BEGINNER
ELEMENTARY
  •  
INTERMEDIATE
  •  
UPPER INTERMEDIATE
  •  
Ders Konuları

The Rise of Silas Lapham Chapter-10

 

The Rise of Silas Lapham Chapter-10
PART I
The next morning neither Penelope nor Irene appeared for breakfast. Mr. and Mrs. Lapham breakfasted alone and Lap- ham spoke about Tom Corey’s visit of the night before and his curious behavior. Mrs. Lapham was under the impression that Tom had come to speak with her husband about Irene but had lost his courage. After breakfast, when Lapham had left for his office, Mrs. Lapham went to Penelope’s room to discuss the matter. The girl sat by the window; her eyes and cheeks were wet with tears. She had not slept all night long. Her mother re­mained looking at her, silent with surprise and concern.
 
“Oh, I’m not a ghost! I wish I were,” said Penelope. “You had better sit down, Mother. You’ve got to hear all about it.”
Mrs. Lapham dropped into a chair at the other window and, while the girl went slowly on, touching upon each of the many points of the story, her mother sat as if without the power to speak or move. She was as greatly confused as her daughter by the whole affair. At one moment it seemed obvious to her that Penelope, if she cared for Tom, should accept his proposal and marry him. At the next, she had serious doubts as to what the effect of this might be upon Irene.
At last Penelope concluded her story. “Well, that’s all, Moth­er,” she said. “I should say I had dreamed it, if I had slept any last night.” She paused, waiting for her mother to make some comment and, when her mother said nothing, demanded sud­denly, “Why don’t you blame me, Mother? Why don’t you say I led him on, and tried to get him away from her? Don’t you believe I did?”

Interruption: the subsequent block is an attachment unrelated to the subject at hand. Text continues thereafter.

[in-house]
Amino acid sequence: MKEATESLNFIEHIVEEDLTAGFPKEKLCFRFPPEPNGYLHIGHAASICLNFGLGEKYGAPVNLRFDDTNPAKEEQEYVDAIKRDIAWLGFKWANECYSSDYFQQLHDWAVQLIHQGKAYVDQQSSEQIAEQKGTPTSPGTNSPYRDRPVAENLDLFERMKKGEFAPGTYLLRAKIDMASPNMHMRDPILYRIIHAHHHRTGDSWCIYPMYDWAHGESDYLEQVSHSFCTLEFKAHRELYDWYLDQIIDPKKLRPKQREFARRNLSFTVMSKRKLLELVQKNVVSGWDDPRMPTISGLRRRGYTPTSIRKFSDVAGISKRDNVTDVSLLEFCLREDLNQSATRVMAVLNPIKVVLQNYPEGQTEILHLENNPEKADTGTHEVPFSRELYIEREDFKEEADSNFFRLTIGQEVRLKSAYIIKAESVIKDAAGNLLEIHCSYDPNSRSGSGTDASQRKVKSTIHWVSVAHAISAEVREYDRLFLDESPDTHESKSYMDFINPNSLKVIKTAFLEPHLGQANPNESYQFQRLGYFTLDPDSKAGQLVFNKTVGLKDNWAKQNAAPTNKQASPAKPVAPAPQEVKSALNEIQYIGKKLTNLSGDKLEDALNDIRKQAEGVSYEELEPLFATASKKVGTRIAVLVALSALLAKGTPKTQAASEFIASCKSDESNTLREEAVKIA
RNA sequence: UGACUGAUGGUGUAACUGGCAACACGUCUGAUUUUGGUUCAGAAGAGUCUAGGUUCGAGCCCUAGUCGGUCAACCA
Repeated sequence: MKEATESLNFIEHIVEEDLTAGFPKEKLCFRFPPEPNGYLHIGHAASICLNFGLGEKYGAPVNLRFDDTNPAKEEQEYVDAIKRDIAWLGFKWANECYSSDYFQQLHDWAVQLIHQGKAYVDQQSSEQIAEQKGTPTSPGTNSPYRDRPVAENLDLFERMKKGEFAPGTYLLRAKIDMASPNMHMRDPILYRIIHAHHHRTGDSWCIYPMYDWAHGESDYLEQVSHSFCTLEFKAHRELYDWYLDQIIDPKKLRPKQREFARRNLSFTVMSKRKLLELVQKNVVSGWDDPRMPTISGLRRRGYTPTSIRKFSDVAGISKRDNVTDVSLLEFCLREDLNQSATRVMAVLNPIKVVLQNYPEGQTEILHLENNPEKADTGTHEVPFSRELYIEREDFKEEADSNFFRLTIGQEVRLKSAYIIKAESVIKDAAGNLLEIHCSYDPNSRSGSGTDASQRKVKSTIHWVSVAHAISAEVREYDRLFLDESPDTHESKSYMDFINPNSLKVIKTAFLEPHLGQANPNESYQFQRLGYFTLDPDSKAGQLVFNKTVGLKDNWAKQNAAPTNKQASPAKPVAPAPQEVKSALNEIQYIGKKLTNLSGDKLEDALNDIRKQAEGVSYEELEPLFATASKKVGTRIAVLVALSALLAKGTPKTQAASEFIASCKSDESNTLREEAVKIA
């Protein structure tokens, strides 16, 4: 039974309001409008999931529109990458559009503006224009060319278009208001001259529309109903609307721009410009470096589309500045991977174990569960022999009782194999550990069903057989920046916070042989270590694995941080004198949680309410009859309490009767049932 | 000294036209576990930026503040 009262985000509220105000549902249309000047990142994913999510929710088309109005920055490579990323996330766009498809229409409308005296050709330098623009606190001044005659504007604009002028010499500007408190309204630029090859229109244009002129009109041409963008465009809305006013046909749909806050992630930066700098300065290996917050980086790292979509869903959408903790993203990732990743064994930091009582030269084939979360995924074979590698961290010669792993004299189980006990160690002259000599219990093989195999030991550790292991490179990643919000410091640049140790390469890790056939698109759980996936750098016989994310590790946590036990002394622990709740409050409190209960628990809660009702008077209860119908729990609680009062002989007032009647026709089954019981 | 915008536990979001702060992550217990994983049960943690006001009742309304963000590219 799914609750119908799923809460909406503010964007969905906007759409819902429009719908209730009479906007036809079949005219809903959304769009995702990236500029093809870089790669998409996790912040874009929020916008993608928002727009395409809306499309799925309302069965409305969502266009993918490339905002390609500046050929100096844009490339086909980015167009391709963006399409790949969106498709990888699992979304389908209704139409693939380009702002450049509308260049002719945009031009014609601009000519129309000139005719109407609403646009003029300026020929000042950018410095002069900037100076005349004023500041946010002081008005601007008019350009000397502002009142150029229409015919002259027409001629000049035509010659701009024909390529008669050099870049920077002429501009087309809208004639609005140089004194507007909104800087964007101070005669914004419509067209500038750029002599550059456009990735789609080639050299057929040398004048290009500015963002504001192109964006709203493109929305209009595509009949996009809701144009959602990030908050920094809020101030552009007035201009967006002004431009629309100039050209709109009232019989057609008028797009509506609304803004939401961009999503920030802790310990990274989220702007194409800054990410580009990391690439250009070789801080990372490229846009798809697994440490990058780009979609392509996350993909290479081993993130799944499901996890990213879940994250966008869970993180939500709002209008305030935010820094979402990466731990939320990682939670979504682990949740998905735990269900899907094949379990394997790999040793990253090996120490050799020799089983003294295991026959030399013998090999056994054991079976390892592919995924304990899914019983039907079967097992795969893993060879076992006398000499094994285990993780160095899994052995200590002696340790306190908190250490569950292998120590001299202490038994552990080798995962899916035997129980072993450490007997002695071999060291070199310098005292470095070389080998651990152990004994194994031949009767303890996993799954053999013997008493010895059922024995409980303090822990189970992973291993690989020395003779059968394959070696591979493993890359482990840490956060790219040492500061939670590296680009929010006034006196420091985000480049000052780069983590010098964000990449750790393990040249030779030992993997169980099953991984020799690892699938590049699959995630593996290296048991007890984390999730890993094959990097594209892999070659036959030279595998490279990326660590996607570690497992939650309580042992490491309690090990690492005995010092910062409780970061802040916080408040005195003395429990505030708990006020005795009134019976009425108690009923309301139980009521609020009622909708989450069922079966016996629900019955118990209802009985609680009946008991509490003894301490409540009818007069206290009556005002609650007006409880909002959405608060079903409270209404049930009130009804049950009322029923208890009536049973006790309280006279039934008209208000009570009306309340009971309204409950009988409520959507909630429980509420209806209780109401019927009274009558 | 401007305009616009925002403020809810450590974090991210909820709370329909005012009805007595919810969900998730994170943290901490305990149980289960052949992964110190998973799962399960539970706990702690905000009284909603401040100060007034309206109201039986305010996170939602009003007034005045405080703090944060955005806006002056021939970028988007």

“No, I don’t, Pen. I can only say that you have been good and faithful all through,” said Mrs. Lapham. It seemed obvious to her at this point that Penelope had all the justice on her side; her course was clear. “There ain’t anyone to blame. He’s acted like a gentleman, and I can see now that he never thought of her, and that it was you all the while. Well, marry him, then! He’s got the right, and so have you.”
 
“What about Irene? I don’t want you to talk about me. I can take care of myself.”
 
‘"She’s nothing but a child. It’s only a fancy with her. She’ll get over it. She hasn’t really got her heart set on him.”
 
“She’s got her heart set on him, Mother. She’s got her whole life set on him. You know that.”
 
“Yes, that’s so,” said Mrs. Lapham and hesitated. Now grave doubts stirred in her mind again. “Do you think,” she asked simply, “that Tom got the idea that you cared for him?” “He knew it. How could I keep it from him? I tried not to show it I really did. I always tried to help her with him, even when I ”